Queen’s Law partners with McGill to combat access-to-justice issues using AI and analytics

Apps being developed include a severance calculator and a customer dispute resolution tool

Queen’s Law partners with McGill to combat access-to-justice issues using AI and analytics

Queen’s University Faculty of Law is working with McGill University’s Desautels Faculty of Management to develop applications aimed at addressing access-to-justice issues using technology and data science. 

According to a news release from the website of Queen’s Law, the two schools have partnered through the Conflict Analytics Lab, a global research-based consortium that seeks to intersect AI and data analytics with the legal industry, particularly in relation to dispute resolution. 

According to Samuel Dahan, director of the Conflict Analytics Lab and professor at Queen’s Law, the research lab unites experts from the fields of law, technology and business to deliver tools that can help individuals and businesses “resolve small cases in a fair way.” 

One of the projects being developed through the partnership is a calculator that can help employees receive a fair severance package when they are laid off. To do this, Dahan mined data from 3,000 employment law cases, while professors and students from McGill transformed the data into an interactive database. Employees can then input information such as their industry and province in order to find out if the severance pay received is in line with the average.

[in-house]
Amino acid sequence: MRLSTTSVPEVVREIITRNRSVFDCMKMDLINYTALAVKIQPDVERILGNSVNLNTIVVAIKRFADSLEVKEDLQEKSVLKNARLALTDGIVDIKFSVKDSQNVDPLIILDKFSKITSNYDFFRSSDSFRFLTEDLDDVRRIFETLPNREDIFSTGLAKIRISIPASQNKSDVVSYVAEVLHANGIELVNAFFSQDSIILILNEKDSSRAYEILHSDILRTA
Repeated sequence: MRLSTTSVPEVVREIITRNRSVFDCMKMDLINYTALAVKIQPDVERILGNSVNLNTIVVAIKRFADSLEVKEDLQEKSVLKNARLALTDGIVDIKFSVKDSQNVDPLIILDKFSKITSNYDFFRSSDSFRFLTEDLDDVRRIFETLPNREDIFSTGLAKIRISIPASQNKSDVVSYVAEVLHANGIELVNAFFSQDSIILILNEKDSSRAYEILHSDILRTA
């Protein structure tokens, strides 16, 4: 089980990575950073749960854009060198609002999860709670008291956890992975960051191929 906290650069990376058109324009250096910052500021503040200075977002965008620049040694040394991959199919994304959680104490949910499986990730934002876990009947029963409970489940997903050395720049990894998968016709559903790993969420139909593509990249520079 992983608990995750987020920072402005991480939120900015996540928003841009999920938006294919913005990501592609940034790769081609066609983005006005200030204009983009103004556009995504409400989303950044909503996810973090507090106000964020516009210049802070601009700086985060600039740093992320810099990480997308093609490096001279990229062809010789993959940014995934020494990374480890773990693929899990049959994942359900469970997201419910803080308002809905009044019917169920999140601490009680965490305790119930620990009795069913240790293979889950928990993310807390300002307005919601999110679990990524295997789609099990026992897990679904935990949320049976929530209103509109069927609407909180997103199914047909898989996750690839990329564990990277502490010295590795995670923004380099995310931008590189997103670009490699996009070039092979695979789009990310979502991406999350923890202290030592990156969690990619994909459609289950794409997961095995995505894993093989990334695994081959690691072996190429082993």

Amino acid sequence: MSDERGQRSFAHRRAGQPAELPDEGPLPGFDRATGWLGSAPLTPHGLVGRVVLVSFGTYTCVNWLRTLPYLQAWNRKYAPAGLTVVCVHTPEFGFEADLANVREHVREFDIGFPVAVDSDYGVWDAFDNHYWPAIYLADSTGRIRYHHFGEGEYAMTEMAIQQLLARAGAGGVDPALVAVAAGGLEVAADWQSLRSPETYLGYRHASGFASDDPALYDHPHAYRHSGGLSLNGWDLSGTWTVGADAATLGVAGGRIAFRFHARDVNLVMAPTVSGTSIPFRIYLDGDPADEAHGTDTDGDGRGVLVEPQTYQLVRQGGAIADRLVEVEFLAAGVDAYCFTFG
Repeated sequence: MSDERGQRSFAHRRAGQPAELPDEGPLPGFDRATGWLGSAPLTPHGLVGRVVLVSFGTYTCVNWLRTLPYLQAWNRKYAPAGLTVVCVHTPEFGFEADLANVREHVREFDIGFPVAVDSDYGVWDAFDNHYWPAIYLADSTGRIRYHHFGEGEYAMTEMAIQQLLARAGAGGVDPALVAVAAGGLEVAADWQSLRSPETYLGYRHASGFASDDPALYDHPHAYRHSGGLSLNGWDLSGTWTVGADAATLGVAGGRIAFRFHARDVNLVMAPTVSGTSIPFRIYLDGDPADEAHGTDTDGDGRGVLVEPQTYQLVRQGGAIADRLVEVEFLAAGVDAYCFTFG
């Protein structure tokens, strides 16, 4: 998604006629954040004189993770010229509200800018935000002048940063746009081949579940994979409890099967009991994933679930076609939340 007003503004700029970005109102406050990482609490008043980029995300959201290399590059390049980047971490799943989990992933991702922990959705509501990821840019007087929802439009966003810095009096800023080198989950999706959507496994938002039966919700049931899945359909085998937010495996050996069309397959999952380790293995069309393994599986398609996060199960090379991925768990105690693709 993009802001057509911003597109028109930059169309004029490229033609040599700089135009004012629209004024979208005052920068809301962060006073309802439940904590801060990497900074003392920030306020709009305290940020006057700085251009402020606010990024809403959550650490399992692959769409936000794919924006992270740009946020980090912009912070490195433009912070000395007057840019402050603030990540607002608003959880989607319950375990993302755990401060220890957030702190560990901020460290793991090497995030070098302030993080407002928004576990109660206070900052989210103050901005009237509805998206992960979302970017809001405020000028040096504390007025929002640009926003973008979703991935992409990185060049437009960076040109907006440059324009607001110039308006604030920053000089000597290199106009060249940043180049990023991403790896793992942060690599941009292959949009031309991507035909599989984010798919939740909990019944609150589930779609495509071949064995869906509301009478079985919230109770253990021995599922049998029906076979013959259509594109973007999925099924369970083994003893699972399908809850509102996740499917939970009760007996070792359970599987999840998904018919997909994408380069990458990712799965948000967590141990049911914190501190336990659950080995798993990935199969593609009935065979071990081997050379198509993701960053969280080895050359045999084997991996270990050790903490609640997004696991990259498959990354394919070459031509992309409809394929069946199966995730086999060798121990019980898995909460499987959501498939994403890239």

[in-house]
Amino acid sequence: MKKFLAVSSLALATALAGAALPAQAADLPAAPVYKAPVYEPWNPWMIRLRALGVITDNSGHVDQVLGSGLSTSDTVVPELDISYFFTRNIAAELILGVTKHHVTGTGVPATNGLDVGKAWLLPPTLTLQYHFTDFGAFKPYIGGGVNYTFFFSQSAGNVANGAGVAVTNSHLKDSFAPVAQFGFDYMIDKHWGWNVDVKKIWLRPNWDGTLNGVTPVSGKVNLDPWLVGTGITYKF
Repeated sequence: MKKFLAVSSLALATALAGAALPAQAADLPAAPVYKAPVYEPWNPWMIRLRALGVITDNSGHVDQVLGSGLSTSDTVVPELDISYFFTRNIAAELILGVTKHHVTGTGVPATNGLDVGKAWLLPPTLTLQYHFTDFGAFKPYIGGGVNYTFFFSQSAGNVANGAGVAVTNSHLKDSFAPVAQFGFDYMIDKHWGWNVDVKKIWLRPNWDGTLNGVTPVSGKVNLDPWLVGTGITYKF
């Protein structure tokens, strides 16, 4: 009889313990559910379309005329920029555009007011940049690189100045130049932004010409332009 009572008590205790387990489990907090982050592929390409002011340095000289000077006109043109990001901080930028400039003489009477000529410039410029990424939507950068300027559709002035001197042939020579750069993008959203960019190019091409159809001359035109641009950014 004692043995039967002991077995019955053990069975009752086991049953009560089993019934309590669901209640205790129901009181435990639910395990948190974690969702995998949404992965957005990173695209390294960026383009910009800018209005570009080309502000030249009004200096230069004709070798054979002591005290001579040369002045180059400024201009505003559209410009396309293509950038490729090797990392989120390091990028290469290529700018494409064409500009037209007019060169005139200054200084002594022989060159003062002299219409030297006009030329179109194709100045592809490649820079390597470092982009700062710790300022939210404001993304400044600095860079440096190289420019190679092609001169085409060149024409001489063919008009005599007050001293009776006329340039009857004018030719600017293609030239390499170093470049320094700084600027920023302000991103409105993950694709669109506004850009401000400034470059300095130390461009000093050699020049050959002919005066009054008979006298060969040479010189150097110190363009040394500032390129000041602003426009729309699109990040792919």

“Essentially, the application ‘thinks like a judge’ to provide the user with a likely outcome given their circumstances,” states the news release. The severance calculator will eventually be deployed via a public platform, which is being developed by Queen’s Law students and management analytics professors from Queen’s University. 

Collaborators from the two universities are also working alongside Colin Rule, founder of the online dispute resolution programs for eBay and PayPal, to design a customer dispute resolution tool that can protect parties to online transactions in a variety of situations, including cases in which the items purchased are damaged during shipping or the items fail to live up to what has been advertised. 

“In many of these situations, it would be cost prohibitive for a laid-off employee or someone with a damaged product to obtain legal help,” Dahan said. He went on to emphasize that the widespread use of these sorts of tools would not replace lawyers and “could actually save them time by allowing them to focus on higher-value cases.”

A third project being developed is a tool that helps workers find out what their legal status is, and in particular, whether they have been falsely classified as contractors by their employers. Dahan is collaborating with professors from McGill and Brandeis University, as well as with Queen’s students, to work on this project.

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